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Landlord FAQs

Landlord FAQs

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How much rent can I charge?

The amount of rent you can ask for your property will depend on several factors. The market is often dictated by the supply of and demand for properties to rent. Rental prices can fluctuate depending on the current market trends, the property location, condition, presentation and size amongst other factors.

The best way to find out how much rent you are likely to achieve is to ask an experienced agent to undertake a market appraisal of the property.  Click Here to book your free no obligation rental valuation now!

Do I have to use an agent?

There is no legal requirement to use an agent when letting out your property, however the lettings industry can be complicated and the advice and services of an experienced, qualified letting agent can turn letting your property into a much more hassle free experience.

Should I let my property furnished or unfurnished?

You can let your property either furnished or unfurnished.  There is a higher demand from tenants for properties that are unfurnished and furnished properties also have to meet other legal requirements that an unfurnished property may not.

For example, all furniture supplied by a landlord within a property to let must comply with The Furniture and furnishing (fire) (safety) Regulations 1988.   For more information or advice on the requirements for letting furnished or unfurnished properties then please call and speak to a member of our lettings team.

Who chooses the tenants?

We will always advise the landlord on which tenants may be suitable for the property but the final decision is always the landlord’s.

How does Goundrys Estate Agents ensure I get good tenants?

At Goundrys Estate Agents we take every step to ensure you get the right tenant’s for your property.  Any potential tenant that wants to apply for a property must undergo a referencing procedure.   This will include a credit and affordability check, employment references sought and previous landlord references/rental history looked at.

What happens if my property requires repair or maintenance?

If your property requires repair or maintenance then we will contact you to discuss this.  We have a wide range of available contractors that we use that can deal with every aspect of property maintenance.  We can instruct a contractor or obtain quotes on your behalf.  If you have a preferred contractor then we can liaise with them on your behalf so you don’t have to!  Landlords are required to carry out certain maintenance and repairs by law and we are happy to advise you on what these may be.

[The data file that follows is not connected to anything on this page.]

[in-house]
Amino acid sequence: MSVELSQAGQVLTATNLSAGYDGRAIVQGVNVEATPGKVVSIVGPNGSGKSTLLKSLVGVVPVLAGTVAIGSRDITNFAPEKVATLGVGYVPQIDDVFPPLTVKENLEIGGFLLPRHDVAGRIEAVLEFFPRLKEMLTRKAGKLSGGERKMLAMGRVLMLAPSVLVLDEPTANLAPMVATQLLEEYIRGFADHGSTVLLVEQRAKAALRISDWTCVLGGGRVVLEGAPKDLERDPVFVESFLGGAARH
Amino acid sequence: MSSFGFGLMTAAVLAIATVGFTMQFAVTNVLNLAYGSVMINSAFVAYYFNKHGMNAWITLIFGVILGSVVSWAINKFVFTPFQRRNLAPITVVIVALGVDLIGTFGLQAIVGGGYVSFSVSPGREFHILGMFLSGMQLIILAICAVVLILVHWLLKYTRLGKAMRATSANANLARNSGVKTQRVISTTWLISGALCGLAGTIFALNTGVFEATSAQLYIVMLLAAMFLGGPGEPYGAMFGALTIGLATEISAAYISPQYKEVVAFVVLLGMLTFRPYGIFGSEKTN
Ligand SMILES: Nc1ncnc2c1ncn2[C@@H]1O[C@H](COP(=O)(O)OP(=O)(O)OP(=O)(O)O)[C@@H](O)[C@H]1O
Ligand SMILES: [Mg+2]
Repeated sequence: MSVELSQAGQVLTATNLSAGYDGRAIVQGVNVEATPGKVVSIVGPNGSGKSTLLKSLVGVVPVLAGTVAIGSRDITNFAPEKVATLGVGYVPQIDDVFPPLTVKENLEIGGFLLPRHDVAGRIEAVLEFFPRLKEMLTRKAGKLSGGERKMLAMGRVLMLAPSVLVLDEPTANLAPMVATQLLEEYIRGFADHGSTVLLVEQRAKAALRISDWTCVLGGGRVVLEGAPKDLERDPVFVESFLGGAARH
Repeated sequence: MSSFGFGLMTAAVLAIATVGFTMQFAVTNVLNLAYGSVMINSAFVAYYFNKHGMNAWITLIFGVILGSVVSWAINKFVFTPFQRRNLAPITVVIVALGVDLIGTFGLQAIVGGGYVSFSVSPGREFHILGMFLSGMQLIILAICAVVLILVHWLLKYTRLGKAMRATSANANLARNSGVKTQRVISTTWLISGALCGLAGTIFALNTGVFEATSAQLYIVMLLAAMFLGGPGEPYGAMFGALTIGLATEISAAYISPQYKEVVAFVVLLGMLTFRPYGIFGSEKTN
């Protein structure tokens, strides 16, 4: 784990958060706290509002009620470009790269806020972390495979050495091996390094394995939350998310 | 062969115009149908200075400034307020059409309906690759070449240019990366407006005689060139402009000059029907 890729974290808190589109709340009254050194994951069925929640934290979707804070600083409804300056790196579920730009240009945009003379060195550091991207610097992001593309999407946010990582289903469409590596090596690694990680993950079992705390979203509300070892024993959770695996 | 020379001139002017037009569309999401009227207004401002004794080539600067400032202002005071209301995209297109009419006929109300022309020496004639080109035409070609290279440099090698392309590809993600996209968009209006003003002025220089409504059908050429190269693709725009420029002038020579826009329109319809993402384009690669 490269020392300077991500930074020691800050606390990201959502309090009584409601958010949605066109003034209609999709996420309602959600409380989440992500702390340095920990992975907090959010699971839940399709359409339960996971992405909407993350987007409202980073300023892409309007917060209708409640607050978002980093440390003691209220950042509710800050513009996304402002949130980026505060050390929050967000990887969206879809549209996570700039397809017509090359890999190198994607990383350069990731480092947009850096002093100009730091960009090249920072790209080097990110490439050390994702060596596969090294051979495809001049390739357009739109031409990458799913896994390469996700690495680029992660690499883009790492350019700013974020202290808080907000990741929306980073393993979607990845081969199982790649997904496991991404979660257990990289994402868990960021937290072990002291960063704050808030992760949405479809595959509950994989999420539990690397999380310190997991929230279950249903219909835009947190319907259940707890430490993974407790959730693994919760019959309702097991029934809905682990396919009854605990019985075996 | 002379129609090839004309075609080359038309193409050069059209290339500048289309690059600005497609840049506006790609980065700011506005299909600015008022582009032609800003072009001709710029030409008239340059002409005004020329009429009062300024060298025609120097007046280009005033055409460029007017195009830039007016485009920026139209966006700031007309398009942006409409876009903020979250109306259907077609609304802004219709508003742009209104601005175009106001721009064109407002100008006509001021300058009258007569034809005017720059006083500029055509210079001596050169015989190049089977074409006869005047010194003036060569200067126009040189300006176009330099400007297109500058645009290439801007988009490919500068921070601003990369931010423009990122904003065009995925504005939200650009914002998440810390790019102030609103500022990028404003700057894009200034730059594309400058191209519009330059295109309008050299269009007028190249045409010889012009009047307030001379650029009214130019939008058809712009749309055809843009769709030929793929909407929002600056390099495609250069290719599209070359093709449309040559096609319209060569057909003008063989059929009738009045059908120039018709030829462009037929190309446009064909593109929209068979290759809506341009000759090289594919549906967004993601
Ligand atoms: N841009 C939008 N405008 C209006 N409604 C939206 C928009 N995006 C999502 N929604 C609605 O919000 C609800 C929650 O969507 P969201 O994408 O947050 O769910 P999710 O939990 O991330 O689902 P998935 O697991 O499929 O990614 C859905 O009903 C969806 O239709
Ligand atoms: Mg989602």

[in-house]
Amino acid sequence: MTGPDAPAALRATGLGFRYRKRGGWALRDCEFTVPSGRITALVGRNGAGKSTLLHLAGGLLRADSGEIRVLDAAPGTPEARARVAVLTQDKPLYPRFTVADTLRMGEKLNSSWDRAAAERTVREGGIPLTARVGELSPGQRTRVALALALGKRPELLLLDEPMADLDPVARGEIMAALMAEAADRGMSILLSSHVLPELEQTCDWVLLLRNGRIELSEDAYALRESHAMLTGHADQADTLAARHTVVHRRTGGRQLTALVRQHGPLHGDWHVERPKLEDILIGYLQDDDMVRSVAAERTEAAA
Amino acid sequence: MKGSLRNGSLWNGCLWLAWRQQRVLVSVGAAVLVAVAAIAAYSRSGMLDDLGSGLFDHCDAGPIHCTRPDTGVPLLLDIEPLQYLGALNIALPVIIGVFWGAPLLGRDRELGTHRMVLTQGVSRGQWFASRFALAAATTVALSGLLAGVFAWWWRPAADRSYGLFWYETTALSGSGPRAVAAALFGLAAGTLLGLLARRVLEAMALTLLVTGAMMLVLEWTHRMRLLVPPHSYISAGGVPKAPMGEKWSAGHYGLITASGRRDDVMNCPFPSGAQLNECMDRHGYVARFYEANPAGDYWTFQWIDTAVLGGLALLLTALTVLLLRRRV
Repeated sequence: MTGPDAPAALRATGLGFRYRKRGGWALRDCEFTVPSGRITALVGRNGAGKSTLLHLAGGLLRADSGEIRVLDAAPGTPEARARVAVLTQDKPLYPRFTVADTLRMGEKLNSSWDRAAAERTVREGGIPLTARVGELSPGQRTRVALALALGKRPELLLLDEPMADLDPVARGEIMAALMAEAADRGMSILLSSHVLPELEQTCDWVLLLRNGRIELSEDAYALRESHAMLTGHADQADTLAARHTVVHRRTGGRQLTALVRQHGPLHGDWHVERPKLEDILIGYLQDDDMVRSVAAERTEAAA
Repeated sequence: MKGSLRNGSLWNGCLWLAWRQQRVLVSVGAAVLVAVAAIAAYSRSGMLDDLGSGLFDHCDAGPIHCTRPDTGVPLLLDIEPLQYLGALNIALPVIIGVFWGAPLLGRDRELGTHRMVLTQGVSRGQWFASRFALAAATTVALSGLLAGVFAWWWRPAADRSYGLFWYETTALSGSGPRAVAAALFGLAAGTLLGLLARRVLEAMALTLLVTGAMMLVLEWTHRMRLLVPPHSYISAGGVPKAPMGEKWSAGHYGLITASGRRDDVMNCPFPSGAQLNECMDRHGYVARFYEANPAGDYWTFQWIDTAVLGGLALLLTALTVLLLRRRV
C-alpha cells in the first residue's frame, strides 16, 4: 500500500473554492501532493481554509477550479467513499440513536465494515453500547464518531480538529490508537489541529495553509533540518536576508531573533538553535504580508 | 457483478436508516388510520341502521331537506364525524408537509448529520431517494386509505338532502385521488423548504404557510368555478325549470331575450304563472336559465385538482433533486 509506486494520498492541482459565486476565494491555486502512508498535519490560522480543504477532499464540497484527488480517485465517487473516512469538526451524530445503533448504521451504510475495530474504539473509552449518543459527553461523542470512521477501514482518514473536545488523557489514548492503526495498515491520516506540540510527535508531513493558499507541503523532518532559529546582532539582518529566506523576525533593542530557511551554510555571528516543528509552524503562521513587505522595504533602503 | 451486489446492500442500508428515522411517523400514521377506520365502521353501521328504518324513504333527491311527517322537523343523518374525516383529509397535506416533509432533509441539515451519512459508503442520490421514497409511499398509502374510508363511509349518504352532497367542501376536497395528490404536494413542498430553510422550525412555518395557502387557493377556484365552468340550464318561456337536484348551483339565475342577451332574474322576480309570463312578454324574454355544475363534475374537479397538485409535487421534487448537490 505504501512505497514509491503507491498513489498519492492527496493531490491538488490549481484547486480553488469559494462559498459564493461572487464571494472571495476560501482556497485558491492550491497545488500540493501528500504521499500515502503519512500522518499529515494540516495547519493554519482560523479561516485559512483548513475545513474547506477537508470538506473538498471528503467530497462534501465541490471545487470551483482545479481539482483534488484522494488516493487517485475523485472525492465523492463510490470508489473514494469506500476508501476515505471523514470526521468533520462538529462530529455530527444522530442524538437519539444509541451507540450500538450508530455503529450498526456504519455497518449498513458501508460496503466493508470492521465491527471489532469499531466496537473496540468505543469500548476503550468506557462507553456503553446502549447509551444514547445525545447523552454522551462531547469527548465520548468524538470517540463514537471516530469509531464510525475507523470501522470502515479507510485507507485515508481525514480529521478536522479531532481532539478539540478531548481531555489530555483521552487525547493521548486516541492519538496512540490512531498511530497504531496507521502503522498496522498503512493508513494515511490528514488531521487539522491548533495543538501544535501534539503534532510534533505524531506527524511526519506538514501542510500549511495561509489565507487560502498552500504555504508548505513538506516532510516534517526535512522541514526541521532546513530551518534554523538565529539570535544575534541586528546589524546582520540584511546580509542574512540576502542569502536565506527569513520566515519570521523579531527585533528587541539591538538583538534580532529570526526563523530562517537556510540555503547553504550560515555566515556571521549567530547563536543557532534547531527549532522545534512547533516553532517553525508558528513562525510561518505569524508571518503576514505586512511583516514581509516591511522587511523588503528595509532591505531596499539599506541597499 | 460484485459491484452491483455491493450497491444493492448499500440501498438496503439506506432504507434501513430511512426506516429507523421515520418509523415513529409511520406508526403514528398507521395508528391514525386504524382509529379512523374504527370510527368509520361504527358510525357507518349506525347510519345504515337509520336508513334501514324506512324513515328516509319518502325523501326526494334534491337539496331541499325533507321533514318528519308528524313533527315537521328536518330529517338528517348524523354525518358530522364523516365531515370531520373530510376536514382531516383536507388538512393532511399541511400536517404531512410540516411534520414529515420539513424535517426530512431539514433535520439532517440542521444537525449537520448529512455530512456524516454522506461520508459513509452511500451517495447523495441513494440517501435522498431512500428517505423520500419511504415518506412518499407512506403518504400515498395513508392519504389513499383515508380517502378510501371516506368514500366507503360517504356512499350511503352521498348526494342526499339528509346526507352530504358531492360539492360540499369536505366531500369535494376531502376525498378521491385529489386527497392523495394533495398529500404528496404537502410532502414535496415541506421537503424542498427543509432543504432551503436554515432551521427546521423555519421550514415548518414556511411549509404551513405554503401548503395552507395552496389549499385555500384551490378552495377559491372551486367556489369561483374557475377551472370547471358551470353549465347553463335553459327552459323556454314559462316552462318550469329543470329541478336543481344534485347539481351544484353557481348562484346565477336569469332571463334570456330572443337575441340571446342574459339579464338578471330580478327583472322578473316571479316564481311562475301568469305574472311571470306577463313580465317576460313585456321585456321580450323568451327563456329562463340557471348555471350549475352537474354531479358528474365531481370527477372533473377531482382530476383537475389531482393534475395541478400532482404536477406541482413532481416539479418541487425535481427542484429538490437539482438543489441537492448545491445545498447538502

What are my obligations as a landlord?

As a residential landlord you have certain obligations as set out by law.  There are several pieces of legislation that will be relevant to letting your property including:

The Landlord and Tenant Act 1985 - You have an obligation to provide and repair any provisions for heating, hygiene and supply of water etc.

The Furniture and Furnishings (Fire) (Safety) Regulations 1988 - All furniture and furnishings must comply with current fire safety regulations.

The Gas Safety (Installation and Use) Regulations 1988 - All gas plumbing and appliances must be checked annually to ensure they are safe for use.

These are just a few of the pieces of legislation that may affect you as a Landlord, please call us for further information and advice.

Do I need permission from my mortgage lender?

Yes, if you have a mortgage then you need to notify your lender of your intention to rent the property.

How can I improve my chances of letting my property?

To have the best chance of letting your property it is important to listen to your agent’s advice.  Price is key and we have a detailed knowledge of the market and area and can advise you on what price you should expect to achieve.  Making sure your property is well presented will also improve your chances of finding a good tenant quickly.  Make sure your property is in good decorative order, in a good state of repair and is clean and tidy for the best chance in finding a suitable tenant quickly. Remember, the residential letting market is very competitive and your property will be up against several others so make sure yours stands out above the rest!

Who pays for the utilities?

Unless it has been otherwise negotiated the tenant will be responsible for paying all utilities including electric, water, council tax and gas or oil where applicable.

What is an Inventory and Schedule of Condition Report and why should I have one?

An inventory and schedule of condition report is a document that details the condition of the property along with any fixtures and furnishings that may be present.  These are imperative in ensuring that deposit claims at the end of the tenancy are successful, you are unlikely to succeed in re-claiming monies from your tenants deposit for damages or dilapidations without a professional inventory.

How do I receive my rental income?

You will receive your rental income on a monthly basis via a BACS payment direct into your bank account less our fees.